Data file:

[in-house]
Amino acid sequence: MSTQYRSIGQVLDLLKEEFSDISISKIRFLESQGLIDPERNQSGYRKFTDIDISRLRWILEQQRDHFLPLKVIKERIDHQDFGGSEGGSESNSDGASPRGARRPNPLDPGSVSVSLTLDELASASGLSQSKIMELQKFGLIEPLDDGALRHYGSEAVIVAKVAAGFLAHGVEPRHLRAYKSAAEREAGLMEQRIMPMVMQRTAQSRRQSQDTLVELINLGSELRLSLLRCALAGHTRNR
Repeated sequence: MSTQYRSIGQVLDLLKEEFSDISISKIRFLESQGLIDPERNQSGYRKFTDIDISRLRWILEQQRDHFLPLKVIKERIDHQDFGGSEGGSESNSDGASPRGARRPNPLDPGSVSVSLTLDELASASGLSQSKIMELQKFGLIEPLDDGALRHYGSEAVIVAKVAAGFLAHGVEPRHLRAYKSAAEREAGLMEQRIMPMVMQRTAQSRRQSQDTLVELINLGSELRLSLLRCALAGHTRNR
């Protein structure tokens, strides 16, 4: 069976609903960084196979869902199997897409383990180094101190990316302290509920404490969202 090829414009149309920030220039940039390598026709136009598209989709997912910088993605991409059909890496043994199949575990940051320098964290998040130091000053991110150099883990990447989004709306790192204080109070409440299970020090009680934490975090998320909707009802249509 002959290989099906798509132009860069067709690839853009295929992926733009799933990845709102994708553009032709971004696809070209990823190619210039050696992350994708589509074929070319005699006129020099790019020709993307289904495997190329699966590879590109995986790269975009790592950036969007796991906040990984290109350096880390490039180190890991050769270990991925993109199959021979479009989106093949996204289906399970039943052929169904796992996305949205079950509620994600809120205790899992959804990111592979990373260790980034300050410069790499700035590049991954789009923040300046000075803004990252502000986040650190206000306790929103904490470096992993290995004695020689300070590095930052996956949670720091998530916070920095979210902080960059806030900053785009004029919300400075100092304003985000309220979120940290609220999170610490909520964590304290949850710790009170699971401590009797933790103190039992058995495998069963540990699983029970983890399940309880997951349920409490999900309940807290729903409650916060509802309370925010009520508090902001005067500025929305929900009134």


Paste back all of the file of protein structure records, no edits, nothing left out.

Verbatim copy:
[in-house]
Amino acid sequence: MSTQYRSIGQVLDLLKEEFSDISISKIRFLESQGLIDPERNQSGYRKFTDIDISRLRWILEQQRDHFLPLKVIKERIDHQDFGGSEGGSESNSDGASPRGARRPNPLDPGSVSVSLTLDELASASGLSQSKIMELQKFGLIEPLDDGALRHYGSEAVIVAKVAAGFLAHGVEPRHLRAYKSAAEREAGLMEQRIMPMVMQRTAQSRRQSQDTLVELINLGSELRLSLLRCALAGHTRNR
Repeated sequence: MSTQYRSIGQVLDLLKEEFSDISISKIRFLESQGLIDPERNQSGYRKFTDIDISRLRWILEQQRDHFLPLKVIKERIDHQDFGGSEGGSESNSDGASPRGARRPNPLDPGSVSVSLTLDELASASGLSQSKIMELQKFGLIEPLDDGALRHYGSEAVIVAKVAAGFLAHGVEPRHLRAYKSAAEREAGLMEQRIMPMVMQRTAQSRRQSQDTLVELINLGSELRLSLLRCALAGHTRNR
């Protein structure tokens, strides 16, 4: 069976609903960084196979869902199997897409383990180094101190990316302290509920404490969202 090829414009149309920030220039940039390598026709136009598209989709997912910088993605991409059909890496043994199949575990940051320098964290998040130091000053991110150099883990990447989004709306790192204080109070409440299970020090009680934490975090998320909707009802249509 002959290989099906798509132009860069067709690839853009295929992926733009799933990845709102994708553009032709971004696809070209990823190619210039050696992350994708589509074929070319005699006129020099790019020709993307289904495997190329699966590879590109995986790269975009790592950036969007796991906040990984290109350096880390490039180190890991050769270990991925993109199959021979479009989106093949996204289906399970039943052929169904796992996305949205079950509620994600809120205790899992959804990111592979990373260790980034300050410069790499700035590049991954789009923040300046000075803004990252502000986040650190206000306790929103904490470096992993290995004695020689300070590095930052996956949670720091998530916070920095979210902080960059806030900053785009004029919300400075100092304003985000309220979120940290609220999170610490909520964590304290949850710790009170699971401590009797933790103190039992058995495998069963540990699983029970983890399940309880997951349920409490999900309940807290729903409650916060509802309370925010009520508090902001005067500025929305929900009134």